I’m a sewing Ninja.
I talked about these skirts in this video (I threw one in as a bonus). In actuality, I’ve been “planning” them for a couple years but some other project has always gotten my attention. I also said I could probably sew them all in a day if I set my mind to it.
Famous last words. Technically I could have done it if I hadn’t chosen to hand sew the hem and waistband. Still, a skirt a day is pretty impressive, in my opinion.
Let’s break them down, shall we?
Skirts 1, 2 and 3
The brown/olive skirt was the first one I made because I had black thread in my serger and all the other skirts required white (I use only black or white serger thread – black for dark fabrics, white for light. Serger thread is not cheap and you have to buy 4 spools so I don’t bother matching colors.)
I made it to wear with this sweater:
Unfortunately I was less than thrilled when I tried them on together (I wish had taken a picture). The sweater came down too far and hid my waist. It didn’t look bad, it just didn’t wow me and it took a bit of the wind out of my sails. After mulling it over for a couple of days I decided to redo the sweater. I unraveled it to 2″ below the armhole, which was easy because I knit it top down. I shaped the sides to take away some of the bulk and define my waist. Also, I’m short waisted so I took away four inches of length going from a side seam of 13 inches to about nine inches. Looking at the two pictures side by side doesn’t seem like that big of a difference but when paired with the skirt the proportions are spot on!
I realized that’s been part of the problem with my wardrobe – I’ve been settling for “good enough”, instead of insisting on only having pieces that look and make me feel great. More importantly, I understand my proportions better and can see the (sometimes subtle) changes needed for a garment to flatter my figure. We should take the time and effort to make it right because we are worth it. I noticed a discernable shift in how I was carrying myself when I put on the revised sweater.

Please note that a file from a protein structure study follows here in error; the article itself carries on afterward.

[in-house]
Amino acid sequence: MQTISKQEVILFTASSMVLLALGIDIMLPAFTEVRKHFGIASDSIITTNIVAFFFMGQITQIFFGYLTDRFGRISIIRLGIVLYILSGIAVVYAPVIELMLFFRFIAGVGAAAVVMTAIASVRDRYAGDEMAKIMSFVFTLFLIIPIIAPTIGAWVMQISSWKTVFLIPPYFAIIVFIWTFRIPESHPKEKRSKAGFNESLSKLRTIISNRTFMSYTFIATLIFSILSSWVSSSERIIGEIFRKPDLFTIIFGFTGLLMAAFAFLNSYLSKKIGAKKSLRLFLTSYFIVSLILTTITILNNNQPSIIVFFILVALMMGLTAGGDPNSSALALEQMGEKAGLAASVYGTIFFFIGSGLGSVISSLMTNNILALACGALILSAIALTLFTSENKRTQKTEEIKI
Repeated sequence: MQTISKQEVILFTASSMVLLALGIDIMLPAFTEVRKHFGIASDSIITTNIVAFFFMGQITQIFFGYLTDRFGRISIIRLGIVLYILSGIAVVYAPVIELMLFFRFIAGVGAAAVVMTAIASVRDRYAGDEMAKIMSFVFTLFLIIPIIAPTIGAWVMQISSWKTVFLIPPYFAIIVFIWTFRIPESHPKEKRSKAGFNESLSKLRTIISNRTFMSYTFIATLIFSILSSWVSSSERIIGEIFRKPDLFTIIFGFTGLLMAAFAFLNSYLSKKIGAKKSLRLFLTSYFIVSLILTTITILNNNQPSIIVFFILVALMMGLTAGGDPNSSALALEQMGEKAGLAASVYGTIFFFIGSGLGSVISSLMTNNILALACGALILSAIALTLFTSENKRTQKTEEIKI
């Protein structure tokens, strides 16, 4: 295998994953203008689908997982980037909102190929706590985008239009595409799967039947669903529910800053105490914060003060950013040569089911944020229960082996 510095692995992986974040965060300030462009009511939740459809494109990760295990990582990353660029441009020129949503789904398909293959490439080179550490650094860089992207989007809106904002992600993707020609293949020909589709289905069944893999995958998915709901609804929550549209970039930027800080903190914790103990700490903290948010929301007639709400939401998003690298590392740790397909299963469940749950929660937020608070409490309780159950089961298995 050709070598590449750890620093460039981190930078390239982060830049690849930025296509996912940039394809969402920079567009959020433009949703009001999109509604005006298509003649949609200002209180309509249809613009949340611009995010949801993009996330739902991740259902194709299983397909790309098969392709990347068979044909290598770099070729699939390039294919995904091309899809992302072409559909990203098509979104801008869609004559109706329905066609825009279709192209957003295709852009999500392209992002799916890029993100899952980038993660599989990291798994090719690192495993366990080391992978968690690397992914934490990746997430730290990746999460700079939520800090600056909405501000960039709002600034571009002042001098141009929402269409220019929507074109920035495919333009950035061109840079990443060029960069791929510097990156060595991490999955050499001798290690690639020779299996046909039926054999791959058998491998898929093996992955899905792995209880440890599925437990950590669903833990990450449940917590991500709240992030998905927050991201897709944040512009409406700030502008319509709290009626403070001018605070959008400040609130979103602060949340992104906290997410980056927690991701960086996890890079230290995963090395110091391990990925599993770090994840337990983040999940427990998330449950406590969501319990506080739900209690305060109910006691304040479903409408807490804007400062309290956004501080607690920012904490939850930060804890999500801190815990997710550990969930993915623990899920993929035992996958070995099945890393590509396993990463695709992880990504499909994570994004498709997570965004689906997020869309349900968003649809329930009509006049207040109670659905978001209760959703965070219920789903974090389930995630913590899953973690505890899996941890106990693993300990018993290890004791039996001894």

This made me rethink some of my yarn stash. Because the waistband on jeans fall below my waist, I want sweaters that are longer so they cover my stomach. But these skirts fit me at my waist (which I want to highlight) so I don’t need all that length, which means I don’t need as much yarn. I can make “skirt sweaters” from those yarns I have less of.
Okay, back to the skirt. I put a diagram below to show you how I drafted the pattern. Make sure you add your seam allowances and cut your pattern on the fold. You’ll need to cut out eight gores. I wear my skirts so the zipper is in the back.
What went well:
- For the waistband I cut a 3″X 29″ (my waist measurement + 1″ ease + 2″ to finish at zipper opening) rectangle and interfaced it.
- I used the same pattern I used to make the dress in this post. It fit me perfectly, sitting at the my waist and flaring out.
- The fabrics I used were a bit more shifty than the quilting cotton I used for the dress so interfacing where I put the zipper was a big help and made insertion much easier.